Communications Minister Faith Muthambi has has requested for a public apology from Tshwane University of Technology vice-chancellor Prof Lourens van Staden for saying she bulldozed her way into a journalism master’s class (MTech).
The minister’s demand for public apology follows comments by the university’s Vice Chancellor that she managed to find herself in the MTech class which she did not qualify for after the institution’s management denied her entrance twice.
City Press reported the institution saying it had on February 8 and 27 respectively, told the minister that she was not qualified to take up the course. The media was also informed that Muthambi attended classes on February 4 and then on February 25.
But in a letter to TUT’s Van Standen, Minister Muthambi claimed she never received any letter from the institution on February 8 and that by the the time the institution sent her the second letter, she had already stopped attending the classes.
These are the contents of Muthambi’s letter to Van Staden:
Dear Professor van Staden
Re: Handling of my application to study at TUT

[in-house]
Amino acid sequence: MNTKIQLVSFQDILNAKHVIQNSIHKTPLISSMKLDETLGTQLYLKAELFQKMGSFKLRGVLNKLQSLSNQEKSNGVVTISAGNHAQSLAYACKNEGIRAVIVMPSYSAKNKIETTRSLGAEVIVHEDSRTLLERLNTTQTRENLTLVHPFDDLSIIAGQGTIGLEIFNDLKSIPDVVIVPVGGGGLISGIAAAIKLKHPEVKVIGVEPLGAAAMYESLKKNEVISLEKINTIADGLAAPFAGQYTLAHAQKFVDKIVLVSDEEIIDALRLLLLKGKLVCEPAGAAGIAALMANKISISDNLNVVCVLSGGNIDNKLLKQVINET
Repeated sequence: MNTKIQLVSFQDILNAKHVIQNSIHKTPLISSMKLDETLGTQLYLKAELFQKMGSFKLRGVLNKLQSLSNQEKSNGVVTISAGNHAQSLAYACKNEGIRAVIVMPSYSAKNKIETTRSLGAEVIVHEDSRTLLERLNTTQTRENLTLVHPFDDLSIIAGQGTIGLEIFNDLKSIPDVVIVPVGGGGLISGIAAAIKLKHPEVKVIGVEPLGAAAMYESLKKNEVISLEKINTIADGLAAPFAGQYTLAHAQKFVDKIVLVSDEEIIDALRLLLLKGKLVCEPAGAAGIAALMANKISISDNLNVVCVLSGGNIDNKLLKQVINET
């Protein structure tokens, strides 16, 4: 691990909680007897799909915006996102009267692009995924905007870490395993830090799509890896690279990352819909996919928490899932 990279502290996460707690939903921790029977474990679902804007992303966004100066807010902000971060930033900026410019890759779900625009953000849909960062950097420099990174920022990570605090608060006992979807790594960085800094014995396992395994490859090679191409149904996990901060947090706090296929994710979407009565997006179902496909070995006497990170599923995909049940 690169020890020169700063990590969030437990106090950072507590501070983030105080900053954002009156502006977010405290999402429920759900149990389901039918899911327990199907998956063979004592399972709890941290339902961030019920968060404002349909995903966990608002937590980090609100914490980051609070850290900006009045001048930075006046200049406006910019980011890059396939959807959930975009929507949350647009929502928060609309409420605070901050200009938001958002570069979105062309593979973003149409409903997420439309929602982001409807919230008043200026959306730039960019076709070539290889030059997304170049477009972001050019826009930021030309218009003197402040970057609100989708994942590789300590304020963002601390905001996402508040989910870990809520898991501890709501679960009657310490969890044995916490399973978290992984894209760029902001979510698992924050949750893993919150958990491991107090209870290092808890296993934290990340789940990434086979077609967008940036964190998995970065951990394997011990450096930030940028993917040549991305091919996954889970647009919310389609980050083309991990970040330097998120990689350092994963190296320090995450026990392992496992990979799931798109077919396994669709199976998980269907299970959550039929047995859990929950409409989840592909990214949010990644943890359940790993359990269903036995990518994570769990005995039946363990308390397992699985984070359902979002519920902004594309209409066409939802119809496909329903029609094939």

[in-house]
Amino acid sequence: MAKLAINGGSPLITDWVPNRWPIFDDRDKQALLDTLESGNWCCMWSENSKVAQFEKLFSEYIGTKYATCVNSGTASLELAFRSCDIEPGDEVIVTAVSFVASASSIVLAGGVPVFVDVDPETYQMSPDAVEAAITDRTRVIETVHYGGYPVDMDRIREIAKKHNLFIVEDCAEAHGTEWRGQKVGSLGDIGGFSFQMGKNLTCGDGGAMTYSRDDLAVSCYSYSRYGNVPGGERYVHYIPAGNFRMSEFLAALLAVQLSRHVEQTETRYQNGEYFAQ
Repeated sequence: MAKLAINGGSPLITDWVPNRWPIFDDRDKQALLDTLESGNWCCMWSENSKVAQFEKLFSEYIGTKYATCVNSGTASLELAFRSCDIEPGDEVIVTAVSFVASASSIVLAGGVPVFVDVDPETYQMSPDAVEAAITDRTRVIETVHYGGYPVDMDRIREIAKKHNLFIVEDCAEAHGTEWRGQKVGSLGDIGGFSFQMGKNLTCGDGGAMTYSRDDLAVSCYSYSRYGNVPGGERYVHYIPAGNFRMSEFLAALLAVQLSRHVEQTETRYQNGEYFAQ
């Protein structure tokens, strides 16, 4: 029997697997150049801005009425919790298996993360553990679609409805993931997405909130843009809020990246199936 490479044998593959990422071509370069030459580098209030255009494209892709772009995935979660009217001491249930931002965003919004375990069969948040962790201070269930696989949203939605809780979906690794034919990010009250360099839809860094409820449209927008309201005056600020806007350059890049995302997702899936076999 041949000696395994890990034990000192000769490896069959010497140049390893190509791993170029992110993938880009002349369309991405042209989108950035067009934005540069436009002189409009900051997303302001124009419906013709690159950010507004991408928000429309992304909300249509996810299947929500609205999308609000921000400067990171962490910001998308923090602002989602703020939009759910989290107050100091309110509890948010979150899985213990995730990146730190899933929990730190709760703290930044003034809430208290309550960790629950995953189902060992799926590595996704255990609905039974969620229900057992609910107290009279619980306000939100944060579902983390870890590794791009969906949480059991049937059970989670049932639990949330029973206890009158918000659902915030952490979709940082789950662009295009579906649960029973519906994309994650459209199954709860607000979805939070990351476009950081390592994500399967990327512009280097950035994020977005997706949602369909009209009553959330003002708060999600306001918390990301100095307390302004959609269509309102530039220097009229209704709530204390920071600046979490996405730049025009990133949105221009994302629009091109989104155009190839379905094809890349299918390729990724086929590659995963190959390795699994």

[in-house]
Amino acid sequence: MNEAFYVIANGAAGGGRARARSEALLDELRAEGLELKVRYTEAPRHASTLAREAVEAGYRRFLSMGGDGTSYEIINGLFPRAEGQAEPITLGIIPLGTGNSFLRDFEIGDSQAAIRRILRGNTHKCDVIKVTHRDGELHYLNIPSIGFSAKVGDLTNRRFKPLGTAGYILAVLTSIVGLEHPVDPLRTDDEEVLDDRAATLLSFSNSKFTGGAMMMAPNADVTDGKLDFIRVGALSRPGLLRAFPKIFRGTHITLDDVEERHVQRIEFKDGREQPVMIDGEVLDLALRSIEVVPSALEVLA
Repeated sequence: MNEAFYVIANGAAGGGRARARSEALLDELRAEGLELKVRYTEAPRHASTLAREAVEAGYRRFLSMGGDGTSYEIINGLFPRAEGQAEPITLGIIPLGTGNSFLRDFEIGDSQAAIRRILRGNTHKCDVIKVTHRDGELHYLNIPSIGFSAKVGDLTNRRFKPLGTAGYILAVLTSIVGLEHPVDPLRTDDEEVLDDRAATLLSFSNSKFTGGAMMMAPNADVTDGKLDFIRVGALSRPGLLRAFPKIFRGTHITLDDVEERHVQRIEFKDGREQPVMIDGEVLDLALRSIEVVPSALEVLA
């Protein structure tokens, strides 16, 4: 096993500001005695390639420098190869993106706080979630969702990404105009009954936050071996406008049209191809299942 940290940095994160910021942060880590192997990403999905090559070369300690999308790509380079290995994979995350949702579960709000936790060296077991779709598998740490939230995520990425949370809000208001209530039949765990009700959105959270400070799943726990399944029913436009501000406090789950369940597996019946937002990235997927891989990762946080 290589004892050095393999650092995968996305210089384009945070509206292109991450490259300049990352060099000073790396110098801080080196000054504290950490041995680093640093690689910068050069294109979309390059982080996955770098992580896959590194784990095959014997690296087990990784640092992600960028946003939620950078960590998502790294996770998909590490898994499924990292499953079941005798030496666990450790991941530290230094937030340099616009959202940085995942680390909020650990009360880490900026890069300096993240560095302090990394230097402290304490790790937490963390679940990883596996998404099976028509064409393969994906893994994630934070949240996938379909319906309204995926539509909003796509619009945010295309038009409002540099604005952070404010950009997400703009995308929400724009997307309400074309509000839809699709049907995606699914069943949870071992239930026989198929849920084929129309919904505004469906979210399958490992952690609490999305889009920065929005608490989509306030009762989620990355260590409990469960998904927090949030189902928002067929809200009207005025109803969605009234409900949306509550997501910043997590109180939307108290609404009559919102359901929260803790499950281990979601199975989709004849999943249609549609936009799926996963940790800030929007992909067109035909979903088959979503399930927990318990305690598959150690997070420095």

The following serves as reference
My application to study at TUT
Your letter 27th February 2017
Media Reports in particular the News24 article titled Muthambi’s TUT bulldoze and the City Press article titled Muthambi fails Journalism MA entry requirements
I am writing to you as an aggrieved person. I am of the opinion that TUT has violated my rights in the manner in which it has handled my application. I had hoped that my application will be treated as that of any other student. And there is nothing in my conduct that suggested otherwise.
Instead a simple application to study seems to have triggered a litany of irregularities and violations of my rights.
Under normal circumstances, a desire to study would be celebrated. In my case, this desire has turned out to be a source of condemnation, derision and impugning of my integrity.
Before pointing out a series of irregular conduct attendant to my application, let me briefly spell out why I chose to study at TUT for an M Tech in journalism.